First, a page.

• Stand upright behind the rollator with your arms hanging at the side of your body.
  • Ensure your head is as upright as you can manage and facing forward.
  • The handgrips of the rollator should be adjusted to a height level with your wrists - this will enable your elbows to be slightly bent when using the rollator.

Which rollator is right for you?


    • Offers support when walking outside

    • Features puncture-proof wheels

    • Bag, basket and tray for various uses

    • Light enough to lift into a car

    • Folds for easy storage

    • Can be used indoors and outdoors

    • Large wheels for increased manoeuvrability

    • Under seat bag for storage

    • Padded seat and backrest for extra comfort

    • Transit chair ideal for short distances

Things to consider

  • What size of rollator do you need?
    It’s important to make sure that the height of the handles is correct so you are able to use the rollator safely and comfortably. It’s also important to check that you are within the maximum user weight for a rollator to ensure that it will offer you sufficient support.
  • Would a seat be beneficial?
    If you require a rollator with a seat it may be worth thinking about whether you would prefer a soft or hard seat. It's also important to check that the seat will be at a height that you can comfortably get on and off from.
  • Will you need to use the rollator to carry shopping or personal items?
    If so, ask yourself whether a bag, basket or tray is more suitable. Consider if it will be big enough to carry everything that you need and check if it’s easy to access or whether you need to bend down to reach the contents.
  • Will you want to use the rollator indoors?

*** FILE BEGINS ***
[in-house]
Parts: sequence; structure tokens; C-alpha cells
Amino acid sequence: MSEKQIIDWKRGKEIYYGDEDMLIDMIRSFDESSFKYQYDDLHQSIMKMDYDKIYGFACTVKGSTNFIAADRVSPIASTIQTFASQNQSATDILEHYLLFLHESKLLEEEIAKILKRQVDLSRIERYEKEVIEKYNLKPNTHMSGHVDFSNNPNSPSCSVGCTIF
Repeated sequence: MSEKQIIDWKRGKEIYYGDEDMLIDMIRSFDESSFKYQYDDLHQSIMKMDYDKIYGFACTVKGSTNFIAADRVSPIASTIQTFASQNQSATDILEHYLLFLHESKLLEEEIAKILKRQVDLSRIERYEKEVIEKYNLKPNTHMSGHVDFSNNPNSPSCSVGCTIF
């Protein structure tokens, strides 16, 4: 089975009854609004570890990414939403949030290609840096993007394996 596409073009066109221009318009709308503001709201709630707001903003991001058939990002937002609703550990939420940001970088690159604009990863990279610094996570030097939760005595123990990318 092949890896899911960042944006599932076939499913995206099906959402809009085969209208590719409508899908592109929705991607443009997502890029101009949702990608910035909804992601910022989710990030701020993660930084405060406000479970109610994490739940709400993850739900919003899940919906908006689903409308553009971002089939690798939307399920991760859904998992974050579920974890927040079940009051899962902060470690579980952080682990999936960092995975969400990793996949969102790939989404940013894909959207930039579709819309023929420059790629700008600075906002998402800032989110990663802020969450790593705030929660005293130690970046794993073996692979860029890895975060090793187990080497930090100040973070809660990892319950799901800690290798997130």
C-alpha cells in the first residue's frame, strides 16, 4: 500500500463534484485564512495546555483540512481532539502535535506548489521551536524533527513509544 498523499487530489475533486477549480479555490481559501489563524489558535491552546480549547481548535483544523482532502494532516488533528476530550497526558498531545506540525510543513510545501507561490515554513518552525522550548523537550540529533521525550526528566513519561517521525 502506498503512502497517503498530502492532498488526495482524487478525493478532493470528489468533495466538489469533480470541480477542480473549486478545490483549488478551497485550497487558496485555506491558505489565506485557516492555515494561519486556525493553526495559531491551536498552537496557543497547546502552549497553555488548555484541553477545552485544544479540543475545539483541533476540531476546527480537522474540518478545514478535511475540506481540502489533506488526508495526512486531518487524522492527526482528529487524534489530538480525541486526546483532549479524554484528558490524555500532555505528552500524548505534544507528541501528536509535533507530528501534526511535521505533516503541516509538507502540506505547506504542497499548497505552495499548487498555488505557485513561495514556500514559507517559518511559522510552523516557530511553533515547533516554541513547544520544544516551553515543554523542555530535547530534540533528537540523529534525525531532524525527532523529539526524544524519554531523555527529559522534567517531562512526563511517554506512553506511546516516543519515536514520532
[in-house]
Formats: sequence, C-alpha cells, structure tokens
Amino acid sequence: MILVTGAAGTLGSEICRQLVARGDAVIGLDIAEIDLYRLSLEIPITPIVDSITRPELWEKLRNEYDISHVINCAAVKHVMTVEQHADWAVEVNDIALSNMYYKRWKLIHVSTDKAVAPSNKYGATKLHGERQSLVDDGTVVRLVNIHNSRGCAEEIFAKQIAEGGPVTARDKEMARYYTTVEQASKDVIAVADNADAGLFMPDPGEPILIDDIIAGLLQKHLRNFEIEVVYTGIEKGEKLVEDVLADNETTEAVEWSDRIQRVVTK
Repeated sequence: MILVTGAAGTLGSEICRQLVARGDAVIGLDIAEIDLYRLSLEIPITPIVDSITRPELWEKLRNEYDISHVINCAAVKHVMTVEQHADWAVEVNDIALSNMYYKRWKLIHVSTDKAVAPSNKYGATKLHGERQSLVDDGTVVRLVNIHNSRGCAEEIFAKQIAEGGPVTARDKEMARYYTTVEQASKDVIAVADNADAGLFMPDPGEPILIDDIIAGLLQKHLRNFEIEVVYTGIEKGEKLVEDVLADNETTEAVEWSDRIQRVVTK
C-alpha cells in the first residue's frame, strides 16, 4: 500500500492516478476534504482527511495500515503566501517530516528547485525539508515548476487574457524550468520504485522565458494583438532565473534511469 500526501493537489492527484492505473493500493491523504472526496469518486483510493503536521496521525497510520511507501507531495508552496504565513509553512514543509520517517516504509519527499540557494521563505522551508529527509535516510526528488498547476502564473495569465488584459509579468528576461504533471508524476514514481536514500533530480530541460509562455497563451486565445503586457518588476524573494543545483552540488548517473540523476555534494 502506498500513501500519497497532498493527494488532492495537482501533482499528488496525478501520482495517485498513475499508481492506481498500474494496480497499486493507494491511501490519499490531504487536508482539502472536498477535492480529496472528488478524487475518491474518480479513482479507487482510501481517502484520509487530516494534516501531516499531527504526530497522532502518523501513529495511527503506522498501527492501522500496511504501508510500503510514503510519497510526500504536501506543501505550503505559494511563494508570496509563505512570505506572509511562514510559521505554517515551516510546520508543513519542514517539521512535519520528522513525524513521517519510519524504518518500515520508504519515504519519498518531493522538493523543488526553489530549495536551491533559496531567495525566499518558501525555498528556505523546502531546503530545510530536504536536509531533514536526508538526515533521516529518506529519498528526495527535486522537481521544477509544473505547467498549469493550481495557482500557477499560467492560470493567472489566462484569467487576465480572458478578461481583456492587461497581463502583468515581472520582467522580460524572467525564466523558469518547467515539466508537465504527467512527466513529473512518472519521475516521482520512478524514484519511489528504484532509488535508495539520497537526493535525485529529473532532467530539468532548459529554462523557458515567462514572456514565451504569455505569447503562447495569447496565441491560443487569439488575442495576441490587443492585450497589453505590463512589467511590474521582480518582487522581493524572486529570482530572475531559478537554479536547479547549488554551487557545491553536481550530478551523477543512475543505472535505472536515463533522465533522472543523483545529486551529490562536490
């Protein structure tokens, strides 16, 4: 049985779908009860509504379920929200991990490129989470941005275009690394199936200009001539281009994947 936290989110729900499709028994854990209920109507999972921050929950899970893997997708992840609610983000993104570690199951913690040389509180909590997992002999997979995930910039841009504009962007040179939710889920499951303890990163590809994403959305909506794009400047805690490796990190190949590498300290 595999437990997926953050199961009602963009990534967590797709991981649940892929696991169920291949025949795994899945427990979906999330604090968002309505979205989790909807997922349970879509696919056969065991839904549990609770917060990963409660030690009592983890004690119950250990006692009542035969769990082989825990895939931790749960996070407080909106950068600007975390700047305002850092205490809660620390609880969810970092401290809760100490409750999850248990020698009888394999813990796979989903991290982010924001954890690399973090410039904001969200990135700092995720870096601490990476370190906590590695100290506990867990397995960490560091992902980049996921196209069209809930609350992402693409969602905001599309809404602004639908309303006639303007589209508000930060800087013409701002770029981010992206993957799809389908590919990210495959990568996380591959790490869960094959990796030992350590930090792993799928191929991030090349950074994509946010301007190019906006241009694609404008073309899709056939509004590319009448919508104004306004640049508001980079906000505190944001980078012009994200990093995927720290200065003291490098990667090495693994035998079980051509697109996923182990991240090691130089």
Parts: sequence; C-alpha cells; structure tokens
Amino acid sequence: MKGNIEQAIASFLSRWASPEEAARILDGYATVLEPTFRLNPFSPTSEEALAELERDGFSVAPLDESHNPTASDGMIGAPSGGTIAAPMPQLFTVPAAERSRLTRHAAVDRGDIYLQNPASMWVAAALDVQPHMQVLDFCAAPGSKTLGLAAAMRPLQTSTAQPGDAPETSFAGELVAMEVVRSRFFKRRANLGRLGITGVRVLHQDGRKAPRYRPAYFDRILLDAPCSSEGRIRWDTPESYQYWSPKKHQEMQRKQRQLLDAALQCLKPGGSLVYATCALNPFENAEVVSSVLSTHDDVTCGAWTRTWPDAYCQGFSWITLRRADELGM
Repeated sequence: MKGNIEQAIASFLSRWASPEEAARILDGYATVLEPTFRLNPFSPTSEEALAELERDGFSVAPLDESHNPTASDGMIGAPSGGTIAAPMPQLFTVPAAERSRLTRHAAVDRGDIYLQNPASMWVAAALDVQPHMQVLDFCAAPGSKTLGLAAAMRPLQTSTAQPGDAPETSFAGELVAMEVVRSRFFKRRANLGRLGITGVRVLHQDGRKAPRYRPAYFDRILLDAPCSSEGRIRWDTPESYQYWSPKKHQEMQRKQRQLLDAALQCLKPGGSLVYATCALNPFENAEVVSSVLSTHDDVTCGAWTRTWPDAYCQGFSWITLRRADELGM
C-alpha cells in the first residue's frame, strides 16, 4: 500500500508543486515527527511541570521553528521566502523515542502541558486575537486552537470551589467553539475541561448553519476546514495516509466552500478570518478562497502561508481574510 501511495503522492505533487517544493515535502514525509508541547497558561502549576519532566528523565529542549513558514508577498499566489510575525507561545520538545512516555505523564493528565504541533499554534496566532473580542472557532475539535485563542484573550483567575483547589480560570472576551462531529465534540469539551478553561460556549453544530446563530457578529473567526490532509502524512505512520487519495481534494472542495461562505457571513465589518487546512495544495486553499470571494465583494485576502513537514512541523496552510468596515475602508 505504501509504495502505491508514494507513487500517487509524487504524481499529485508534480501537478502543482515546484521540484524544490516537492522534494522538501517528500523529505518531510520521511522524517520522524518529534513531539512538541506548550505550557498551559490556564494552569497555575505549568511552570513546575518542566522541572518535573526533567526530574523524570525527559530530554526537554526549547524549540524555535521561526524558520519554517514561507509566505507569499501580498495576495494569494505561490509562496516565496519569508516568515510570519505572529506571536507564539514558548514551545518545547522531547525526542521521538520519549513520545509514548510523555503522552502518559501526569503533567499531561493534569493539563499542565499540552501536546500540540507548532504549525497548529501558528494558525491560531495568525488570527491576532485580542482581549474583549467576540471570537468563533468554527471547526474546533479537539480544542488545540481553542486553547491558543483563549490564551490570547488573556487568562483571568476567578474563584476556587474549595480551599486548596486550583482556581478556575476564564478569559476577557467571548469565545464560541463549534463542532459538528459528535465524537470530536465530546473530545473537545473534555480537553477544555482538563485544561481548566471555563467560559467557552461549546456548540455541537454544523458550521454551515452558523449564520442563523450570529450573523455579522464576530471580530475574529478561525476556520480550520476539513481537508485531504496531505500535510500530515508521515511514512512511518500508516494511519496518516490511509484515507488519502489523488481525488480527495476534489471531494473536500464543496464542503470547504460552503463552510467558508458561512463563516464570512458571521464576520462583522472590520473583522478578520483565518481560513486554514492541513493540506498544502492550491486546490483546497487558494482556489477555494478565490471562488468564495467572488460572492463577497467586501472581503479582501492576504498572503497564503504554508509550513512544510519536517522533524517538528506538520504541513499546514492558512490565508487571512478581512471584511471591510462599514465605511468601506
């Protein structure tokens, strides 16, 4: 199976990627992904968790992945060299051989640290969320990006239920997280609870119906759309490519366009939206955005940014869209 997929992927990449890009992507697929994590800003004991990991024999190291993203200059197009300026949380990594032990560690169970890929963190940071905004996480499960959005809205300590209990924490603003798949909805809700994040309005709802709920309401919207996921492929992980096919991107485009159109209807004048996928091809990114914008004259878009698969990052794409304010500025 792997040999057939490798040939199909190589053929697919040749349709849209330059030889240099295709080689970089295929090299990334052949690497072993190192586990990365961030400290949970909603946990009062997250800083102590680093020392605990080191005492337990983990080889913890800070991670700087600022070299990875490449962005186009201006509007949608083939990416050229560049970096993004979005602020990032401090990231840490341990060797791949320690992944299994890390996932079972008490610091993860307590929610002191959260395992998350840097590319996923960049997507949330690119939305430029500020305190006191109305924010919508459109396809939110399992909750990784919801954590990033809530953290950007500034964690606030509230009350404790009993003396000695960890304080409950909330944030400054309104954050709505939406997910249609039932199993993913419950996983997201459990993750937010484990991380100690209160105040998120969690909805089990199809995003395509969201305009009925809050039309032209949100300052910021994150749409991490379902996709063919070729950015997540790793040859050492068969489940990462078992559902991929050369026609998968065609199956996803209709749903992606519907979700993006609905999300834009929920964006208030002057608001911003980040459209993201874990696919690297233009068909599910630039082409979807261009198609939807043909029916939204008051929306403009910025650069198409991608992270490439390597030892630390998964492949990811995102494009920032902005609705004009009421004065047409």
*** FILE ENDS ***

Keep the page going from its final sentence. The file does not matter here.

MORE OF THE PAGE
If the rollator is to be used indoors you may want to measure the width of the doors within your home to check that you can safely get through them with the rollator. Don't forget to think about whether you will need to turn a tight corner. It may also be useful to think about using a walking trolley with a tray to help you carry items around your home.
  • Will you need to transport the rollator between different locations?
    If so, the weight and folded size of a rollator may be a significant consideration if you need to lift it in and out of a car.
  • What type of wheels do you prefer?
    Wheels that swivel are generally more manoeuvrable; this can be useful in smaller or busier environments such as shops or restaurants. Fixed wheels, however, can be more useful if you need to walk in a straight line or over uneven ground. Some rollators will allow you to select whether you would like the front wheels to swivel or remain fixed.
  • How many wheels are required?
    Rollators can have either 3 or 4 wheels. A 3 wheeled option can be easier to manoeuvre if you are predominately going to be using it in smaller spaces as it requires less space to turn in. It can also potentially be lighter which may be useful if you need to regularly lift it in and out of a car. However, some of the 4 wheeled options can offer the added benefit of a seat.